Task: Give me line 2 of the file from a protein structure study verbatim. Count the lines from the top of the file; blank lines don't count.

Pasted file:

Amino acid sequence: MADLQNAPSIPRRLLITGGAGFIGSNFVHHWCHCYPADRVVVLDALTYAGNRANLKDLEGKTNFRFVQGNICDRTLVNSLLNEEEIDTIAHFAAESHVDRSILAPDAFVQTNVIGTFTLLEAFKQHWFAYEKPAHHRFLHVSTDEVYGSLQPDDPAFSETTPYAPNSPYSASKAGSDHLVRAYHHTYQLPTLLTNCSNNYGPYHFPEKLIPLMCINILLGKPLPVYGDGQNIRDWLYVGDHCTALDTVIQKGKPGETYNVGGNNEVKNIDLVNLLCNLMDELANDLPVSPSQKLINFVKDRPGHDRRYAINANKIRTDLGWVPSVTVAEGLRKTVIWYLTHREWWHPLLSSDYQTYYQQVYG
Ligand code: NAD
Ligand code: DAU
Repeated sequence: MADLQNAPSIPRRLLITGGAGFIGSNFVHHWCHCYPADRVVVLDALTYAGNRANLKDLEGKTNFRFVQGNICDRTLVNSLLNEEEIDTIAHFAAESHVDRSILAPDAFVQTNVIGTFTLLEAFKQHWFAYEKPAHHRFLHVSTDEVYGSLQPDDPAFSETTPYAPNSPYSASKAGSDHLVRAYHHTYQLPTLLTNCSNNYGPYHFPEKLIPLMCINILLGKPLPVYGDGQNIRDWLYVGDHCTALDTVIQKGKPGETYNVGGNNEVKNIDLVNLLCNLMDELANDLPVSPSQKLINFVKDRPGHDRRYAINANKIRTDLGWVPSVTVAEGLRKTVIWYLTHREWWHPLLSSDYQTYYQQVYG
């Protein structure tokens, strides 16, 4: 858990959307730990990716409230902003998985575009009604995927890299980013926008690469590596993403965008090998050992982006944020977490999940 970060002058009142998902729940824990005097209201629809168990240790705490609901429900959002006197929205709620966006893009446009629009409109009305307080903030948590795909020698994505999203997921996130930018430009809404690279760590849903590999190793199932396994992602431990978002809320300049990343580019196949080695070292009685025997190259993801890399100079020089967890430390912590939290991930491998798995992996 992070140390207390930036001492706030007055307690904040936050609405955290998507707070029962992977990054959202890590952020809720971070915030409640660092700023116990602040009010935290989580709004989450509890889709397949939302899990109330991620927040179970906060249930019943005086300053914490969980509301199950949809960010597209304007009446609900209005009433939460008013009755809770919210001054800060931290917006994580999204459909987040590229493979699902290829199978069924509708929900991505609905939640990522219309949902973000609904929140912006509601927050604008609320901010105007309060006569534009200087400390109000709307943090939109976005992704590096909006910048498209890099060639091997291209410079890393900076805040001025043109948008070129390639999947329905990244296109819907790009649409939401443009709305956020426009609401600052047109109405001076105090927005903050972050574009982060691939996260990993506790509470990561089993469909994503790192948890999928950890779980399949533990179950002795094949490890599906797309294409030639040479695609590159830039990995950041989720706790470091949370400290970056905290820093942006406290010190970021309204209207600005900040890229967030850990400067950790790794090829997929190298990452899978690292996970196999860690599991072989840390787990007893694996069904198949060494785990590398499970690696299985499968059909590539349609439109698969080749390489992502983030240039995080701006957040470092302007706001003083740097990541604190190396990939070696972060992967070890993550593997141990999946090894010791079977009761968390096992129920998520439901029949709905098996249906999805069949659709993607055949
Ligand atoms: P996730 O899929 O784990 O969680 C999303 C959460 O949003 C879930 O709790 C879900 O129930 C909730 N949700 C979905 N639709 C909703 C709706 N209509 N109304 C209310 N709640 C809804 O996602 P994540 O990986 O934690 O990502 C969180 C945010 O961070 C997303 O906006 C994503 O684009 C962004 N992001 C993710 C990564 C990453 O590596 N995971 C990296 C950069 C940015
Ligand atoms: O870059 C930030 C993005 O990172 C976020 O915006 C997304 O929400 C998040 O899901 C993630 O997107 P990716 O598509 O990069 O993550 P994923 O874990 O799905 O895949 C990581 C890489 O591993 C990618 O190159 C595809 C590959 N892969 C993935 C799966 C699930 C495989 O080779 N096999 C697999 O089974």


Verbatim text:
Ligand code: NAD